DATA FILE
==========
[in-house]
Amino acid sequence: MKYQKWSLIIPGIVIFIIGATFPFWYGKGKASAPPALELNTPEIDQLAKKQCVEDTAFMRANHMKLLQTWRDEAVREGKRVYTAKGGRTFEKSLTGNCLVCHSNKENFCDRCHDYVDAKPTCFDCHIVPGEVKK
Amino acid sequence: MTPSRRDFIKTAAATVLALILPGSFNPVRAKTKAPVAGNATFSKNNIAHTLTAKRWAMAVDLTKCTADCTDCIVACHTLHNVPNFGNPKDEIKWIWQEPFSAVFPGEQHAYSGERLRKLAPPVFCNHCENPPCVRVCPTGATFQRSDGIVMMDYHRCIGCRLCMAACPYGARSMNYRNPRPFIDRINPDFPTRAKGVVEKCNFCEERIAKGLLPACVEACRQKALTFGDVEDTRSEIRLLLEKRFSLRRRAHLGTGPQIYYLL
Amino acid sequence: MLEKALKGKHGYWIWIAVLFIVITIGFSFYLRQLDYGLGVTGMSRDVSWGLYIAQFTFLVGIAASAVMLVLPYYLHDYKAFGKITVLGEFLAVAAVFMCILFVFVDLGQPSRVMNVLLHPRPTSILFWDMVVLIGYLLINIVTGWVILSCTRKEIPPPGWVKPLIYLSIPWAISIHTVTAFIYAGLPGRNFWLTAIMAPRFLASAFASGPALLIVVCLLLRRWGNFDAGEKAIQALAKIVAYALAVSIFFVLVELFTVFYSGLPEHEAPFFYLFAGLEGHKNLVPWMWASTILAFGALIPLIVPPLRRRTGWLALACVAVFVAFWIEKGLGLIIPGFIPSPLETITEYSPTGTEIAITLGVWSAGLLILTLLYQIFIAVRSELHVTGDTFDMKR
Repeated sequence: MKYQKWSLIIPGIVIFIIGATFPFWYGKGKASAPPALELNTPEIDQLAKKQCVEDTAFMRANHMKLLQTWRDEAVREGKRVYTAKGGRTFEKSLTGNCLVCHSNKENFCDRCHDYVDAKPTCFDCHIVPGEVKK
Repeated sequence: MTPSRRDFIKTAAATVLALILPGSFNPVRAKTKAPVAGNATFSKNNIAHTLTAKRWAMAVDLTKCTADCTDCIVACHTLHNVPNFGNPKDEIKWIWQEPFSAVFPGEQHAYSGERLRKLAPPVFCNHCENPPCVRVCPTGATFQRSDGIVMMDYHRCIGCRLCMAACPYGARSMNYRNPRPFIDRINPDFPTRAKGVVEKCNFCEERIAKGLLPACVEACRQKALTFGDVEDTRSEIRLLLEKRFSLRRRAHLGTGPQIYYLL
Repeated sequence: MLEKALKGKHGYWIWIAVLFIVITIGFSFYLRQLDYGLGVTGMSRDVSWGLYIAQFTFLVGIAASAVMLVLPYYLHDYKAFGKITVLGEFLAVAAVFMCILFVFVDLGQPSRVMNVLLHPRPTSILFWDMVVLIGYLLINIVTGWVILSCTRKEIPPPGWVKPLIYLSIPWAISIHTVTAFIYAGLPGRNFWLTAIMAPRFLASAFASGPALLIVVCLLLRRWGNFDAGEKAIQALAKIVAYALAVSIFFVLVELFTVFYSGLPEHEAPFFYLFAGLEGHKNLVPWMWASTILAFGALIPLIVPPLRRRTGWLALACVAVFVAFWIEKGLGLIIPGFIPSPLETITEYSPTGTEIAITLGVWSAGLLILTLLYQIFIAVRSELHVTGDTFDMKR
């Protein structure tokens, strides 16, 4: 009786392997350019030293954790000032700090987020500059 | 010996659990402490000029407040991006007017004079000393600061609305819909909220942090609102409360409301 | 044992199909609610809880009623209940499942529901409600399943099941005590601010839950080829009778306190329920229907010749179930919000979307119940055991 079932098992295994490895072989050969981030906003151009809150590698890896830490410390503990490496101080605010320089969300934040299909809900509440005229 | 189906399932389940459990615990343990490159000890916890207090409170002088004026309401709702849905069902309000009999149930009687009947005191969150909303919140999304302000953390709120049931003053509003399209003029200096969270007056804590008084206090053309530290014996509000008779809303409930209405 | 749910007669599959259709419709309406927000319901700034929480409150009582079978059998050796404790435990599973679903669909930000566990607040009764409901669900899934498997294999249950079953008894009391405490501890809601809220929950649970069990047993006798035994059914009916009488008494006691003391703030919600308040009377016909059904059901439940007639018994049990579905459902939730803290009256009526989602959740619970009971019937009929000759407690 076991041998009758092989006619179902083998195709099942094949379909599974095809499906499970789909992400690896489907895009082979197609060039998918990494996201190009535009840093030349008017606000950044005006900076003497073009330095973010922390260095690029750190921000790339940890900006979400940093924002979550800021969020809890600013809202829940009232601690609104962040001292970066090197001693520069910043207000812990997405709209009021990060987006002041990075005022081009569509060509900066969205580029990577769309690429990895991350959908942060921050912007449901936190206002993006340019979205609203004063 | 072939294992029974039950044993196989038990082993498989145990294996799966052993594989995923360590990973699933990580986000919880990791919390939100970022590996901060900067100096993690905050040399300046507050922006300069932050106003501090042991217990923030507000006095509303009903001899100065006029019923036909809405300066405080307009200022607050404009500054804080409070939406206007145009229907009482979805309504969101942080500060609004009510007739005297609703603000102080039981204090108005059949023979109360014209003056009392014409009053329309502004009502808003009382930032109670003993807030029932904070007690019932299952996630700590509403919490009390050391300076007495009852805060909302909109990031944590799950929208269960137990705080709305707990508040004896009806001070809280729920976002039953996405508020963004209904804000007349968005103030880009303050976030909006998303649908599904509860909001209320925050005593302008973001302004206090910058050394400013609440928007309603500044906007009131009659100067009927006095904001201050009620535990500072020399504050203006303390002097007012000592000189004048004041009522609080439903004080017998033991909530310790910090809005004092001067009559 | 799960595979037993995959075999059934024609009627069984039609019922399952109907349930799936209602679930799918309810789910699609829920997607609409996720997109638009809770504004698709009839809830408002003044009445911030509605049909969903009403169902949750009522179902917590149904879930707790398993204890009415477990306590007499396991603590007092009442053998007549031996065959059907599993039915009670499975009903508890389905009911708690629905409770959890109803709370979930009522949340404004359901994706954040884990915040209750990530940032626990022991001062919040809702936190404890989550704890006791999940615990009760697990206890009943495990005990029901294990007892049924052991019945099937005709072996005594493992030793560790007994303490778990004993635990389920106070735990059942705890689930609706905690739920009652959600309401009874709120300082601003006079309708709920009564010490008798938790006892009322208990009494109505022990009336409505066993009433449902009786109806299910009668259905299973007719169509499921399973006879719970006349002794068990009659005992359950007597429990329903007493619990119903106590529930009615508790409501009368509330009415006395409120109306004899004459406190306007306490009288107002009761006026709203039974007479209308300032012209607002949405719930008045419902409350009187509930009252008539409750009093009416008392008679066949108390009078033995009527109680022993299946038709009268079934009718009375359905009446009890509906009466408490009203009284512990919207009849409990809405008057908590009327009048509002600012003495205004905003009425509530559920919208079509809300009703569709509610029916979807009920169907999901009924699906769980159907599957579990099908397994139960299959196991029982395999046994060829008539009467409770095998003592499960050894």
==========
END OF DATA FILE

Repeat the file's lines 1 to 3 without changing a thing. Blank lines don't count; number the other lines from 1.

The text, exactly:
[in-house]
Amino acid sequence: MKYQKWSLIIPGIVIFIIGATFPFWYGKGKASAPPALELNTPEIDQLAKKQCVEDTAFMRANHMKLLQTWRDEAVREGKRVYTAKGGRTFEKSLTGNCLVCHSNKENFCDRCHDYVDAKPTCFDCHIVPGEVKK
Amino acid sequence: MTPSRRDFIKTAAATVLALILPGSFNPVRAKTKAPVAGNATFSKNNIAHTLTAKRWAMAVDLTKCTADCTDCIVACHTLHNVPNFGNPKDEIKWIWQEPFSAVFPGEQHAYSGERLRKLAPPVFCNHCENPPCVRVCPTGATFQRSDGIVMMDYHRCIGCRLCMAACPYGARSMNYRNPRPFIDRINPDFPTRAKGVVEKCNFCEERIAKGLLPACVEACRQKALTFGDVEDTRSEIRLLLEKRFSLRRRAHLGTGPQIYYLL